(PC/macOS/PS4/Xboxes) A bit of backstory: the initial PSYCHONAUTS (2005) was the first game from the fledgling studio Double Fine, founded by ex-LucasArts adventure game designer Tim Schafer, and not only was it not an adventure game as one would expect, but a platformer, but it was a very troubled production. Microsoft started off as publisher for the game but, halfway through development, dropped out, leaving Double Fine in the lurch. They eventually found a publisher via now-storied Majesco, and the game was finally released after a — for the time — lengthy development time of four and a half years.
PSYCHONAUTS has a lot of the hallmarks of a great Schafer work: a terrifically realized world, a unique and striking look, laugh-out-loud dialogue, and empathy for its characters. Unfortunately, it was also often a frustrating platformer, with fussy controls and level design that felt obvious to them, but not to the players. In case you are not familiar: it’s about a kid named Raz (short for Rasputin) who has psychic abilities, but who comes from an extremely physical family circus troupe. He is fascinated with a group of other psychically-gifted folks who try to help people by sorting out their mental mysteries, whose tales are told through a series of comic books, but then gets his chance to enlist via a summer camp.
Twenty years later, PSYCHONAUTS 2 has been released through a similarly complex development period. Long story short, like with PSYCHONAUTS, it took far longer to fund and actually shape the game.
My initially impressions of PSYCHONAUTS 2 were, I will say, unpleasant, perhaps because they expected players to be more familiar with the game’s systems and blend of platforming. Also, perhaps my platforming skills are rusty. However, I haven’t played PSYCHONAUTS in many, many moons, and PSYCHONAUTS 2 throws -a lot- at you in the first few hours. I traditionally play games at normal difficulty, occasionally raising it to hard or extraordinarily difficult upon a very rare replay (e.g. games like VIEWTIFUL JOE or BAYONETTA), but this time I added all of the control assists because I’m too old for this shit.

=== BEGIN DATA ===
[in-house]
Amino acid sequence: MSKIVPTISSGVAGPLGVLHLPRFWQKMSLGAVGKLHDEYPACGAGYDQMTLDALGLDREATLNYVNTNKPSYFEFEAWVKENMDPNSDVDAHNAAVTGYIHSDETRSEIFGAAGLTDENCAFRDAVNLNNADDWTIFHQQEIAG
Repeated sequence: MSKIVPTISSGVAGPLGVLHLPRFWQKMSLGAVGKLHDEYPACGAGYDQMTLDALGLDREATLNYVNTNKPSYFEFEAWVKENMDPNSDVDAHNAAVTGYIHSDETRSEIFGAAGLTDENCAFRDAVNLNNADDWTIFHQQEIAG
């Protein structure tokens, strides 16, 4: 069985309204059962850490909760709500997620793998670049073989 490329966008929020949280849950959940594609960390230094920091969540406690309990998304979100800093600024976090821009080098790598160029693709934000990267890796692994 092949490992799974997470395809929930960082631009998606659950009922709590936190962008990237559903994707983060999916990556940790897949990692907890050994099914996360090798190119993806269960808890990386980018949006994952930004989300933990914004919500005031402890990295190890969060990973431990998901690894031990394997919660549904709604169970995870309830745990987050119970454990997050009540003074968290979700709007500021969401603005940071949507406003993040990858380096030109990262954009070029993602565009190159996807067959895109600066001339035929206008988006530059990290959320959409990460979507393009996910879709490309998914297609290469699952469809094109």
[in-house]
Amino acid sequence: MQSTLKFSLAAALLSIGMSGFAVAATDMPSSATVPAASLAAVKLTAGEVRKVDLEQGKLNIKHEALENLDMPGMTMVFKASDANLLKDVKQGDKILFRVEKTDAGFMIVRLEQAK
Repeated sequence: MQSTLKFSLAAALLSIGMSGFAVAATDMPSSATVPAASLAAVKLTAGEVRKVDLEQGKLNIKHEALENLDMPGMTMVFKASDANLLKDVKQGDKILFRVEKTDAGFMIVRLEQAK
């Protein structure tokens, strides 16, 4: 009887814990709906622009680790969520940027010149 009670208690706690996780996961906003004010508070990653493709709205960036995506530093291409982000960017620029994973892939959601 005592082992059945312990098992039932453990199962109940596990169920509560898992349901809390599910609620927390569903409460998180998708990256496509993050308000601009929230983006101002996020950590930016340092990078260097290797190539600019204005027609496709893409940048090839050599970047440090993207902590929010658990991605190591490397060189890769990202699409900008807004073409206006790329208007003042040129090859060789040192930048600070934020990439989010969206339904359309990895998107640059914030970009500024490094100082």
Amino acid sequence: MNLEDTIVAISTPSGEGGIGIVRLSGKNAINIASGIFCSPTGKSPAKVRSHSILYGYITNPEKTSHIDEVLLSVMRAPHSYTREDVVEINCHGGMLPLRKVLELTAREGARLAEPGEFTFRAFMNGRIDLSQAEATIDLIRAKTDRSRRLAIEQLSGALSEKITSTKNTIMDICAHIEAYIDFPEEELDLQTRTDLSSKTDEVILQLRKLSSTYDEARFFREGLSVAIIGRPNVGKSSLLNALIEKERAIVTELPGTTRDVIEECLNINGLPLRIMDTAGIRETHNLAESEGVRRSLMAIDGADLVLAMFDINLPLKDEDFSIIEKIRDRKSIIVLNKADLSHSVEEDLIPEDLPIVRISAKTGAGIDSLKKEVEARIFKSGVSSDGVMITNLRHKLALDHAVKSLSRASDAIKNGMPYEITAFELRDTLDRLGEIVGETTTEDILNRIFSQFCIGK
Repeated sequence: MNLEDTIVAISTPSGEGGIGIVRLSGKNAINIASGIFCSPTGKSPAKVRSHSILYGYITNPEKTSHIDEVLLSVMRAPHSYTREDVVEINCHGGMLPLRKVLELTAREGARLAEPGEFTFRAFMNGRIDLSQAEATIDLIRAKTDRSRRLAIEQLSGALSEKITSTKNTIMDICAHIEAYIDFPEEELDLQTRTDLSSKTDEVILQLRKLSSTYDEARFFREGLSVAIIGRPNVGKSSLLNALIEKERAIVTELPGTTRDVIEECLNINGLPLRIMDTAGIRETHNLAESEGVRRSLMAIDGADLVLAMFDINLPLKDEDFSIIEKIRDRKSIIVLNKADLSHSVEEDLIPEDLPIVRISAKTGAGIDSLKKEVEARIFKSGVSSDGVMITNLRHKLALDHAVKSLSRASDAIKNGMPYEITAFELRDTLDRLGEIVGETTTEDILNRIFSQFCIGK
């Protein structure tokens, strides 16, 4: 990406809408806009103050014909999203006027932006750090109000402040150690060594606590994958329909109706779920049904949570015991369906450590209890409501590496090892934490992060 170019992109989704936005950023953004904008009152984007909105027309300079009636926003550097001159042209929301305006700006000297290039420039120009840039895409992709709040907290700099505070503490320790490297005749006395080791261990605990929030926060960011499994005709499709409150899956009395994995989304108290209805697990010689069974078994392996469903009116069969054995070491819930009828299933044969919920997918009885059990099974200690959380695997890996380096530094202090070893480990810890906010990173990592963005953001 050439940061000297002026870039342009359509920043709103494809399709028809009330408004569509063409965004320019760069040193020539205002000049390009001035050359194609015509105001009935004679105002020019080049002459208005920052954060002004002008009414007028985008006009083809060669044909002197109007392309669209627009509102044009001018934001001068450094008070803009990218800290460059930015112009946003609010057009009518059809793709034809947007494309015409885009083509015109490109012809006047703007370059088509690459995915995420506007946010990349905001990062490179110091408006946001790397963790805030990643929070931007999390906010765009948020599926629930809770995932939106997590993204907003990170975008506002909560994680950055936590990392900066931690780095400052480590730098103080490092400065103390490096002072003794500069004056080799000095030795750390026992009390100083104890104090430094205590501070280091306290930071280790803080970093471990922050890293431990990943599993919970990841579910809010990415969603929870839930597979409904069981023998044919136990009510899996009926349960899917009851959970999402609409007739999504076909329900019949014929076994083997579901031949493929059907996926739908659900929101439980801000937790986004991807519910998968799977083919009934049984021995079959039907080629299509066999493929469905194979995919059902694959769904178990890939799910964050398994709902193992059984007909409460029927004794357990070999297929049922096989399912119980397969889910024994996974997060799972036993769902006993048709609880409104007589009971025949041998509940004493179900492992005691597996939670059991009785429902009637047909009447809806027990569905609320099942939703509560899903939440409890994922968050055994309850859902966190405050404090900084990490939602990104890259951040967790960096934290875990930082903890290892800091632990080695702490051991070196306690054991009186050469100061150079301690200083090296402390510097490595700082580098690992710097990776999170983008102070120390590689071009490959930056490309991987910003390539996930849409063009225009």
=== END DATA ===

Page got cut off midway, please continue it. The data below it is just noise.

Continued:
After the first few hours, I started settling in and really started enjoying it, but kept the control assists (which were much appreciated) the same. While the game spent far more time in development than Schafer expected, the effort shows as it’s an extraordinarily detailed and epic game, while still first-and-foremost being about family and mindful about mental health. However, unlike the first game, PSYCHONAUTS 2 is more about be a mental examination of the prior Psychonauts and the trauma they’ve been living with. So, yeah, not exactly a soothing balm for these COVID times, but definitely in TED LASSO territory.
Sadly, the level design does not meet the heights of PSYCHONAUT’s Milkman level, but it also doesn’t hit the frustrating lows of the Meat Circus. (I vividly remember swearing so much during that level that my partner-now-wife asked me if I was okay.) That said, it doesn’t have to, at least in these times. The single-mindedness and pure-pleasure of 100%ing a game right now is so very appealing to me — I’ve done so for a few ASSASSINS CREED games, and will likely do so for PSYCHONAUTS 2 — as a way to simply numb myself from a lot of the bullshit of the current world. Also appealing: I can drop-in and drop-out of the game as necessary.
15+ years later, is PSYCHONAUTS 2 the sequel I wanted? (I can’t count the VR game because I don’t have any VR tech.) Yes and no. It leans far more on spectacle and less on cognitive/character visual motifs than I would have liked. It’s certainly not as idiosyncratic as the first game. However, it — again, like TED LASSO SEASON TWO — does such a great job at detailing how flawed we can be, but how we can learn to be better with some help, and how we need to accept each other on these journeys.